When the need arises for a Chabad outpost in the last European country without one, a West Hartford woman answers the call
By Cindy Mindell
When Eliyohu Rosenfeld and Raizel Gopin first met nearly 10 years ago, they shared a common wish: to establish a Chabad house somewhere in the world. They considered Connecticut, where Gopin grew up as the daughter of Rabbi Joseph and Miriam Gopin, founders of Chabad of Greater Hartford. Then they hit upon another idea – Portugal.
Rosenfeld had spent three summers as a traveling Chabad yeshiva student in small Jewish communities that lacked rabbis. On his third mission, he was paired with a Brazilian yeshiva student – his chavrusa or study partner – and sent to Portugal. The following summer, Chabad dispatched him again to Portugal, this time without his chavrusa, who had gotten married.
Rosenfeld and Gopin were married in 2008 and settled in Brooklyn. By then, there was a rabbi (though not a Chabad rabbi) serving the Jewish communities in Portugal, and the couple put their relocation plans on the back burner. Rosenfeld kept in contact with many of the Portuguese Jews he had gotten to know during his summer stints, and took his new wife there on a visit. In 2010, when Chabad decided to send representatives to the last European country without an outpost, the Rosenfelds volunteered.
That year, they packed up their two children – Mushka, 1½ and Mendel, 3 months – and moved to an apartment in Lisbon. Since then, they have expanded Chabad’s presence in the capital city and nearby suburb of Cascais, as well as in Porto and Belmonte to the north and in the southern region of Algarve.
Each Portuguese Jewish community has its own unique makeup, according to Raizel. Lisbon is home to the largest and longest-established population, officially recognized in 1913, with many members tracing their roots back to before the Inquisition. Cascais is popular with young families, while Algarve and Porto attract Jewish ex-pats from around the world, and Belmonte comprises descendants of crypto-Jews.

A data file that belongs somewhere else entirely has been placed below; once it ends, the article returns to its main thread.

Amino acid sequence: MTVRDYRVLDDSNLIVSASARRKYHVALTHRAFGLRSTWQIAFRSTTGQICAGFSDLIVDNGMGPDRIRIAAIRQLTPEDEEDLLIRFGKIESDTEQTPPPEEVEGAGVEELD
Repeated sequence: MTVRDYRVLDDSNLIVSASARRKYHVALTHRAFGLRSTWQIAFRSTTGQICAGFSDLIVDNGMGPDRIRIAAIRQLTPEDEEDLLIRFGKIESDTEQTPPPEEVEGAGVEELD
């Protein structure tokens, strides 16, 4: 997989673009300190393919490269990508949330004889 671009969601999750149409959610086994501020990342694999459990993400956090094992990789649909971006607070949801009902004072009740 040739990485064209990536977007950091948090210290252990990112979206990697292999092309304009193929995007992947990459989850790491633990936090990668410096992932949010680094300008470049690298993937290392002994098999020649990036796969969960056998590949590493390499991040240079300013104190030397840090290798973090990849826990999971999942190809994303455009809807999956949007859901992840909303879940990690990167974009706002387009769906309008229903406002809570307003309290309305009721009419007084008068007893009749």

When the Rosenfelds don’t travel to the Jewish communities north and south of Lisbon, they send fellow Chabad couples or yeshiva students to run services and holiday programs. This Passover, they will run a seder in Cascais and recruit Raizel’s brother, Dov, and his yeshiva chavrusa to conduct a second one in Lisbon.
While it was relatively simple to set up the Chabad house, the number-one challenge for the Rosenfelds has been providing a Jewish education for their four children. Because there is no Jewish school yet in Portugal, the couple “imports” teachers, both for their own family and for the two Hebrew schools they set up in Lisbon and Cascais. The Rosenfelds try to spend a month every year in the U.S. so that their kids can get a taste of “real” Jewish day school, Raizel says.
Since January, when the Portuguese government ratified a law of return for descendants of Jews expelled from the country during the Inquisition, the Chabad house has received many calls from people interested in pursuing citizenship rights. The Rosenfelds refer the inquiries to the Jewish communities in Lisbon and Porto, whose leadership is involved in helping people navigate the application process.
The new law is just one sign that the country is becoming friendlier toward Jews. Last year, Chanukah in Portugal burned more brightly when the Rosenfelds were planning their fourth annual public menorah lighting in Lisbon.
“We were thinking of starting a second one in Cascais, but it was getting close to the holiday and we thought we should postpone the lighting to the following year,” Raizel recalls. “My husband arranged a meeting with the mayor of Cascais, who is a friend of ours, to tell him the plan. The mayor said, ‘Next Chanukah? Let’s do it this Chanukah.’ It’s just amazing how welcoming people are here: 500 years ago, there was the Inquisition, and they’re the ones who are now welcoming us and helping us and encouraging us to do the work that we’re doing.”
CAP: Chanukah candle-lighting in Libson. (Rabbi Eliyohu Rosenfeld is pictured on the far left.)